The vein, which was productive over nearly one mile, ran through the townlands of Whitespots and Conlig in County Down. It was part of a near south to north basalt dyke which was intruded into Silurian grits and shales. The northern part, Conlig, was owned by Robert Ward, and Lord Londonderry owned the southern part, in Whitespots, which was larger.
The first known mining, in 1780, was a lease from Ward to a partnership of five men, called the Bangor and Newtown Mining Company, which had a capital of £1000. They sank two shafts, 300 metres south of the lake at Clandeboye House, and found some ore, but the trial failed.
A cost book company to work the Newton Ards (Whitespots) Mines was formed on the Isle of Man in February 1827. One of its partners, Francis Basil Byne, was involved with the mine until in closed in 1865. The company eventually sank seven major shafts and installed steam engines for pumping and winding at three of them. It even refurbished the manorial windmill in order to drive crushers and ore dressing machinery. Some of its mining methods fell far short of current best practice, however, and ore was ripped out without thought of the future.
Possibly taking advantage of a request for a new lease, Lord Londonderry, the mineral owner, had John Taylor Jnr report on the mine in 1842. We learn that workings were then centred on the North Engine Shaft, which was 60 fathoms deep. Some went below this, however, and were being pumped by hand at great cost. Two of the partners left, in 1839, leaving Byne with new partners, George William Dumbell, who went on to form the Great Laxey Mining Company, William Beckwith and William Gill, all of the Isle of Man. Ore from the mine was shipped to Wales, through Bangor, for smelting.
There were no mines in Conlig until 1836, when the Ulster Mining Company was formed and began sinking McBurney and Conlig Shafts, near the boundary with Whitespots. The latter shaft had a pumping engine and got down to almost 80 fathoms. Between them the two shafts worked an oreshoot between the 40 and 80 fathom levels. In 1850, the outstanding part of the company’s lease was acquired by Dumbell, who worked the remaining Conlig ore down to the 100 fathom level from North Engine Shaft. Work here ended in 1853.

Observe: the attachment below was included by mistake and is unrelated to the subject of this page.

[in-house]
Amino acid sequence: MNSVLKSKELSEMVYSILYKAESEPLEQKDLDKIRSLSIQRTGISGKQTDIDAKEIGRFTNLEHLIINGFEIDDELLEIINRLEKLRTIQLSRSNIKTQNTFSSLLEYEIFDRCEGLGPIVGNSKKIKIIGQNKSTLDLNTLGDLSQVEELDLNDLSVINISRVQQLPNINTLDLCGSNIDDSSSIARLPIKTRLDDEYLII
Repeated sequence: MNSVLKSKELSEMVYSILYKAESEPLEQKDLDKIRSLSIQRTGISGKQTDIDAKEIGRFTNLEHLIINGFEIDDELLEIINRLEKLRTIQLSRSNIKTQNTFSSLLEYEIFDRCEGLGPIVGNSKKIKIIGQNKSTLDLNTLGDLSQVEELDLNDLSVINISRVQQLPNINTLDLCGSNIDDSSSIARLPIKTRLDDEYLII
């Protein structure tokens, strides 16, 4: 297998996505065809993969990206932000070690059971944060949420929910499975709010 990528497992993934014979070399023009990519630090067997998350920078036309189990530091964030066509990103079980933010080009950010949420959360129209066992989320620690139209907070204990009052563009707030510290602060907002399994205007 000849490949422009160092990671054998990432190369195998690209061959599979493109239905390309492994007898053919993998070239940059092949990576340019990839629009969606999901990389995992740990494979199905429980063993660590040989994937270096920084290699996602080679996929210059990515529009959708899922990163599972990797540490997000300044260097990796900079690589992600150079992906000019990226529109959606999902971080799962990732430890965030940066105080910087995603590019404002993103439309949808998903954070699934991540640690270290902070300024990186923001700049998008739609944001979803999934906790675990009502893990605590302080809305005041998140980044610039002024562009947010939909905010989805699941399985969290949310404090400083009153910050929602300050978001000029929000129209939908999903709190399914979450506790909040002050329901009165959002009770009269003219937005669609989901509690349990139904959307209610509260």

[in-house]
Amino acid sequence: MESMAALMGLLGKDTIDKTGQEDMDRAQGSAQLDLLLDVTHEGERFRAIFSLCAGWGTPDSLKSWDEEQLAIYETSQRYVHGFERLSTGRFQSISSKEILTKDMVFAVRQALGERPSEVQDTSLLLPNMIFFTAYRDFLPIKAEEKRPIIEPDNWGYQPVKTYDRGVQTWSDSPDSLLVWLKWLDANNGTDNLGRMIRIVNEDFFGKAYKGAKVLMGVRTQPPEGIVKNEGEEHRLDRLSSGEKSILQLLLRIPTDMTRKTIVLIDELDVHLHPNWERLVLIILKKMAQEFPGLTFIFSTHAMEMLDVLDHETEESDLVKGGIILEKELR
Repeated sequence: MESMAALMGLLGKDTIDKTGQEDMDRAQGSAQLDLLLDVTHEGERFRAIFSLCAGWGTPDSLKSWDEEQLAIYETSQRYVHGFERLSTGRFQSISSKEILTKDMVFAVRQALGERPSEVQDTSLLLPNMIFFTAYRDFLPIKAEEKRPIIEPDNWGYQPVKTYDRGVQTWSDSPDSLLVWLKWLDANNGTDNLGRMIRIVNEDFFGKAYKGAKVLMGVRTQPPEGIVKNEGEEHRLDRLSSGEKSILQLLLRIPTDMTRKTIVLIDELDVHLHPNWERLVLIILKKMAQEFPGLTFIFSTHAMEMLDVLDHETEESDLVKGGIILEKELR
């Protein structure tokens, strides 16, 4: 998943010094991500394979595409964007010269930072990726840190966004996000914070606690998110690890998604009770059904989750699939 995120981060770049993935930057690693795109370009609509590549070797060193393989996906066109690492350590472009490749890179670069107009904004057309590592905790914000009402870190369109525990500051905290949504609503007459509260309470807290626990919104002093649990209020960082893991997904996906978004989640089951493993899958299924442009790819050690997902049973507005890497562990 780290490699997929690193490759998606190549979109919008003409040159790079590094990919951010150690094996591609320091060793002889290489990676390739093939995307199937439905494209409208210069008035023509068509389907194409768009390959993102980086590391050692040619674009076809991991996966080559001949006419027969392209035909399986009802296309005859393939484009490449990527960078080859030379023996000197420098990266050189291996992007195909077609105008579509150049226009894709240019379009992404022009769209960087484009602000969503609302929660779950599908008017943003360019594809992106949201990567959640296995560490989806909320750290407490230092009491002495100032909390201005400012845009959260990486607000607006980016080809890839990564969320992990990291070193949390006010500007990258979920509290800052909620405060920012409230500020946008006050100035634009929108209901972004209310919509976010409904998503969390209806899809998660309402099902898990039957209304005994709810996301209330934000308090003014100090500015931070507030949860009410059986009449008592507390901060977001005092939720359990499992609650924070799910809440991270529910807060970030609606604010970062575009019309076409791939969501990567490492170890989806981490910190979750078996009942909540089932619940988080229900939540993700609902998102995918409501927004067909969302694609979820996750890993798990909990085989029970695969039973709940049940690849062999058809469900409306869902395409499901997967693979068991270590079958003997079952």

The Bog Shaft was sunk to work the southern end of Whitespots, but it found very little new ore, despite reaching the 200 fathom level. The mine had enough reserves to allow it to limp on, with steadily falling output, until it was put up for sale in March 1865. Lord Dufferin, who owned Clandeboye House, bought the plant and leases for £1005, principally with the intention of preventing further mining marring his view.
Amongst the visible remains are the Windmill, 500 metres west of the gate leading to the Rockrimmon Equestrian Facilities off the A21. The chimney at Bog Shaft is 220 metres to the south-south-west, and the chimney, part of the engine house and dumps at North Engine Shaft are 450 metres to the north-north-west, alongside Clandeboye golf course.
- Woodrow, A. A History of the Conlig and Whitespots Lead Mines (British Mining No.7, 1978)